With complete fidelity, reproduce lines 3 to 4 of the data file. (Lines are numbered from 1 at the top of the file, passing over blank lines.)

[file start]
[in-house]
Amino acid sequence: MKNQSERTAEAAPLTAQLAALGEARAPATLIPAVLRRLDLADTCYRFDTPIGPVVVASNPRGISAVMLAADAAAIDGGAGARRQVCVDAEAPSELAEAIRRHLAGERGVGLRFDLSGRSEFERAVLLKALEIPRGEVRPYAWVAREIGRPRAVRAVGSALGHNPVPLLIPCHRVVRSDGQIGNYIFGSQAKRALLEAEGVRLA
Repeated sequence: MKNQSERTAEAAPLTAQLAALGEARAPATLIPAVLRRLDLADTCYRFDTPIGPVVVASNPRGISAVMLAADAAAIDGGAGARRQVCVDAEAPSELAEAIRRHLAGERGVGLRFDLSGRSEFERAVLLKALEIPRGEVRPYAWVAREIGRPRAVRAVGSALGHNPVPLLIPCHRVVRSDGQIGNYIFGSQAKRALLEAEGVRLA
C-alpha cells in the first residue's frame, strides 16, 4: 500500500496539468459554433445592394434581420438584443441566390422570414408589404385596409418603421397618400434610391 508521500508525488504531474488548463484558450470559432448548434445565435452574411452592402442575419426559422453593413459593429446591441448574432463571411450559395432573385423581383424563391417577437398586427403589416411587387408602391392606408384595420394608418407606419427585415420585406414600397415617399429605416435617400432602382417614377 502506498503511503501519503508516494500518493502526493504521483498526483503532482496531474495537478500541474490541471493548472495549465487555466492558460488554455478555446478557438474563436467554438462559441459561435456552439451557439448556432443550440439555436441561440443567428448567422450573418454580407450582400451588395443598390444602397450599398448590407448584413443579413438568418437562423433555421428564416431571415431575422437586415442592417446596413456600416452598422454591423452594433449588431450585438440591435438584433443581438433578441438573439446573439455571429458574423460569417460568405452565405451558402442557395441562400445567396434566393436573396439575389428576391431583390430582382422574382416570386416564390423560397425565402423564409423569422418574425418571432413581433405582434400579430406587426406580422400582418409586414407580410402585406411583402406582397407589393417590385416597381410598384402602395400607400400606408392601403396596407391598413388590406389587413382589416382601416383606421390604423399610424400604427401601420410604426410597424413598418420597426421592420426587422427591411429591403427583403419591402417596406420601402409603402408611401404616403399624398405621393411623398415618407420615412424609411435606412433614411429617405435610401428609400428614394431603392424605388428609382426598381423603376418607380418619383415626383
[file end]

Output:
Repeated sequence: MKNQSERTAEAAPLTAQLAALGEARAPATLIPAVLRRLDLADTCYRFDTPIGPVVVASNPRGISAVMLAADAAAIDGGAGARRQVCVDAEAPSELAEAIRRHLAGERGVGLRFDLSGRSEFERAVLLKALEIPRGEVRPYAWVAREIGRPRAVRAVGSALGHNPVPLLIPCHRVVRSDGQIGNYIFGSQAKRALLEAEGVRLA
C-alpha cells in the first residue's frame, strides 16, 4: 500500500496539468459554433445592394434581420438584443441566390422570414408589404385596409418603421397618400434610391 508521500508525488504531474488548463484558450470559432448548434445565435452574411452592402442575419426559422453593413459593429446591441448574432463571411450559395432573385423581383424563391417577437398586427403589416411587387408602391392606408384595420394608418407606419427585415420585406414600397415617399429605416435617400432602382417614377 502506498503511503501519503508516494500518493502526493504521483498526483503532482496531474495537478500541474490541471493548472495549465487555466492558460488554455478555446478557438474563436467554438462559441459561435456552439451557439448556432443550440439555436441561440443567428448567422450573418454580407450582400451588395443598390444602397450599398448590407448584413443579413438568418437562423433555421428564416431571415431575422437586415442592417446596413456600416452598422454591423452594433449588431450585438440591435438584433443581438433578441438573439446573439455571429458574423460569417460568405452565405451558402442557395441562400445567396434566393436573396439575389428576391431583390430582382422574382416570386416564390423560397425565402423564409423569422418574425418571432413581433405582434400579430406587426406580422400582418409586414407580410402585406411583402406582397407589393417590385416597381410598384402602395400607400400606408392601403396596407391598413388590406389587413382589416382601416383606421390604423399610424400604427401601420410604426410597424413598418420597426421592420426587422427591411429591403427583403419591402417596406420601402409603402408611401404616403399624398405621393411623398415618407420615412424609411435606412433614411429617405435610401428609400428614394431603392424605388428609382426598381423603376418607380418619383415626383